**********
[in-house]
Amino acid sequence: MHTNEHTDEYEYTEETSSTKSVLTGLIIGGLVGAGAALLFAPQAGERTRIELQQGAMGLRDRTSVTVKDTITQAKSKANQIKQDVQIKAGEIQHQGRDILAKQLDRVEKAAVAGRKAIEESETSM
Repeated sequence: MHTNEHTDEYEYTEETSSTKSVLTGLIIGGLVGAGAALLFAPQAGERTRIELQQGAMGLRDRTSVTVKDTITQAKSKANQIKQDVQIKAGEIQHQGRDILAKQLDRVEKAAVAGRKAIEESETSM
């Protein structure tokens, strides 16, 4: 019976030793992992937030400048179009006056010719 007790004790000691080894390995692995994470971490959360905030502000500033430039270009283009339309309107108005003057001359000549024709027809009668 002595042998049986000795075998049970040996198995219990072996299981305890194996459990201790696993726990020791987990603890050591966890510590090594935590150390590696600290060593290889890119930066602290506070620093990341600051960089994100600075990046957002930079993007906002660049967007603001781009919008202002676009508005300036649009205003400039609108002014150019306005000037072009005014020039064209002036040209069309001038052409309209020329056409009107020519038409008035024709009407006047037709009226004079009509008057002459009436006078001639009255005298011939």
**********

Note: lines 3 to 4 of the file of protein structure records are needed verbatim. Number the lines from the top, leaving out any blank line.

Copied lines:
Repeated sequence: MHTNEHTDEYEYTEETSSTKSVLTGLIIGGLVGAGAALLFAPQAGERTRIELQQGAMGLRDRTSVTVKDTITQAKSKANQIKQDVQIKAGEIQHQGRDILAKQLDRVEKAAVAGRKAIEESETSM
């Protein structure tokens, strides 16, 4: 019976030793992992937030400048179009006056010719 007790004790000691080894390995692995994470971490959360905030502000500033430039270009283009339309309107108005003057001359000549024709027809009668 002595042998049986000795075998049970040996198995219990072996299981305890194996459990201790696993726990020791987990603890050591966890510590090594935590150390590696600290060593290889890119930066602290506070620093990341600051960089994100600075990046957002930079993007906002660049967007603001781009919008202002676009508005300036649009205003400039609108002014150019306005000037072009005014020039064209002036040209069309001038052409309209020329056409009107020519038409008035024709009407006047037709009226004079009509008057002459009436006078001639009255005298011939």